MSR Hubba’s can do that too.
My Mountain Hardware Lightwedge 2 has a similar system that they call the "fast pitch" option. You need the footprint kit in order to do it.
You use the fly, footprint, and poles to create a free standing shelter. The tent body is left at home. A significant weight and volume savings.
You need to stake out the vestibule section of the fly and you do not have bug protection.
My Nemo Losi can do the footprint+rainfly setup as well. I've only ever used it when there are bugs around though, so the tent always comes.
My issue is I don't use hiking poles, so I'd have to take some type of poles anyway. is a tarp+bug bivy that much lighter than a tarp tent, or just a cheaper combination?
My regular tarp-bivy combination is about 12 ounces. The one I used last weekend was 14 total. So yes, definitely lighter and far more flexible imho.
You didn't mention many of the downfalls that tarp tents have. The biggest downfall for me is that when you pack up the tent after rain or during the rain, the floor and bug netting gets soaked from all the rain on the tarp. With just a tarp, you can pack up the floor and netting without getting it wet. That's the biggest advantage that a floorless tarp has over a tarp tent.
True. So how did that tarp from Bear paw turn out for you.
I like it, but I'm not sure I'm a pyramid type of a person yet. I just have 17 days on it right now, so it remains to be seen if I'll really like it, but so far I'm not seeing the draw that Jordon and others hyped up.
It has lots of room, etc… Maybe I could do a guest post about it here. Interested?
I just got back from hiking with my brother in law on the Buffalo River Trail in Arkansas. It started raining the moment I first pulled my Tarptent Double Rainbow out of its sack and continued all that night, the next day, and the night following. We had to keep all our gear in the tent and the two vestibules. I carry a small synthetic chamois in a Ziploc bag and used that to wipe up water that would enter when we opened the door and we stayed reasonably dry. Our last day was sunny and the sun dried out the tent.
I don't know how much help my comment is on the question at hand but that was my experience.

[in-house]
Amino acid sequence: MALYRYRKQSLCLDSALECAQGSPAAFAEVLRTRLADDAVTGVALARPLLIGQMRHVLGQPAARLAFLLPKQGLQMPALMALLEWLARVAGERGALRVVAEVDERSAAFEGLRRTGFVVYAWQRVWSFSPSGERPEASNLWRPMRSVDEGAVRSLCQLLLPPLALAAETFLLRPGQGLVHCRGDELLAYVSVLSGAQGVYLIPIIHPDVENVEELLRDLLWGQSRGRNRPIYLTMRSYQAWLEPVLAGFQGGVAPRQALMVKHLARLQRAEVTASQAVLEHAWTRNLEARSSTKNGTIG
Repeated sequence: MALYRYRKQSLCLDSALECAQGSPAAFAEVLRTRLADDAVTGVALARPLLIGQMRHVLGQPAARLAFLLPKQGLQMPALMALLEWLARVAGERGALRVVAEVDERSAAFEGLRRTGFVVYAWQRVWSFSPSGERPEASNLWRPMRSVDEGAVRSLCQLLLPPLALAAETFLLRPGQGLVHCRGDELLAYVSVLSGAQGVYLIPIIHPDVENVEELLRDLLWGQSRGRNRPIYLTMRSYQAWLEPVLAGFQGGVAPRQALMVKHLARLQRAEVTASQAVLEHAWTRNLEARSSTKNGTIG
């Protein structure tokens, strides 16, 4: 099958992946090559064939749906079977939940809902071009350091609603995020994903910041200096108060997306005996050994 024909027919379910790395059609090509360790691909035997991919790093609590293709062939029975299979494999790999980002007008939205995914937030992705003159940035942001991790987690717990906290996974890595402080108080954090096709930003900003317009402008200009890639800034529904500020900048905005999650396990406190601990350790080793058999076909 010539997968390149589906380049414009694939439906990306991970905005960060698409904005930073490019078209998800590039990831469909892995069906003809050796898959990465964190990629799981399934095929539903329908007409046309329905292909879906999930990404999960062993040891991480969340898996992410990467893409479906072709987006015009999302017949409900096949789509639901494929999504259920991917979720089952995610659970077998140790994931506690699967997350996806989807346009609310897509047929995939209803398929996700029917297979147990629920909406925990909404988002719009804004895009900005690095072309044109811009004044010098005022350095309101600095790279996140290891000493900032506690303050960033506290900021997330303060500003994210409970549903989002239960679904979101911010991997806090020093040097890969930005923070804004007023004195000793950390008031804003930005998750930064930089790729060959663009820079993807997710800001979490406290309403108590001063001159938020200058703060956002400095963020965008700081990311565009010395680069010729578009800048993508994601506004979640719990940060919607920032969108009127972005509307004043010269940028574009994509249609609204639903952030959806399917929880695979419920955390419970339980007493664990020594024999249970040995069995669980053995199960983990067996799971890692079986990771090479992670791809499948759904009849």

You were in my part of the world, I live a couple hours from the buffalo.
Did you have any misting in your tent while it was raining? I was in mine during a hard rain and every once in a while I would get a couple drops. I'm not sure if it was because it was raining so hard or my seam sealing job. I went back and seam sealed it again just in case but haven't been in any more rain since. Also, I didnt get the liner for it, I think I can sew my own. Just haven't got around to making it yet. I figure that will help some.
Bryan – sent you an email.
I was curious how the single wall tent would handle all the rain and was pleasantly surprised. There was some condensation on the inside of the fabric but very little. I do have the liner and had it installed. I didn't recall any misting or dripping into the tent. The biggest problem was that when I opened the vestibule to get in or out, it left a path for the rain to drop in. I learned to do that quickly.
Ha! My hexamid just arrived today, Phillip. :-)
Wish me luck with it!
(And say, have I won that wonderful sounding pack yet that you were ruffling off? )
Just curious what category you put the Lightheart tents into?
Tarp tent? Hybrid?
I can pitch my Hillebergs without the inner utilizing the outer and footprint.
(Goes back to coloring book)
I have pitched the fly from my 1980’s Sierra Designs flashlight without the tent in an attempt to find a lightweight shelter option amongst what I already own. It’s not pretty, but it did work.
I used tarptent pro on recent GC trip and was a little frustrated by trying to set it up in the wind plus we had small campsites for 1st 2 nights on Tonto trail. Required too much room staking it out with rocks. I was ready to throw the damn thing over the edge. It was the saggiest, saddest tent… even with lots of practice at home before the trip. Will probably replace it before next year’s trip. Positive-weight.
I like that you mentioned how tarp tents could be set up very quickly, even under the rain. We’re planning to go camping next month and I am trying to pick what type of tent I should bring for the trip. The tarp tent that we have seems to have some damage on it so I’ll try to bring it to tarp tent repair services first and see if they could fix it.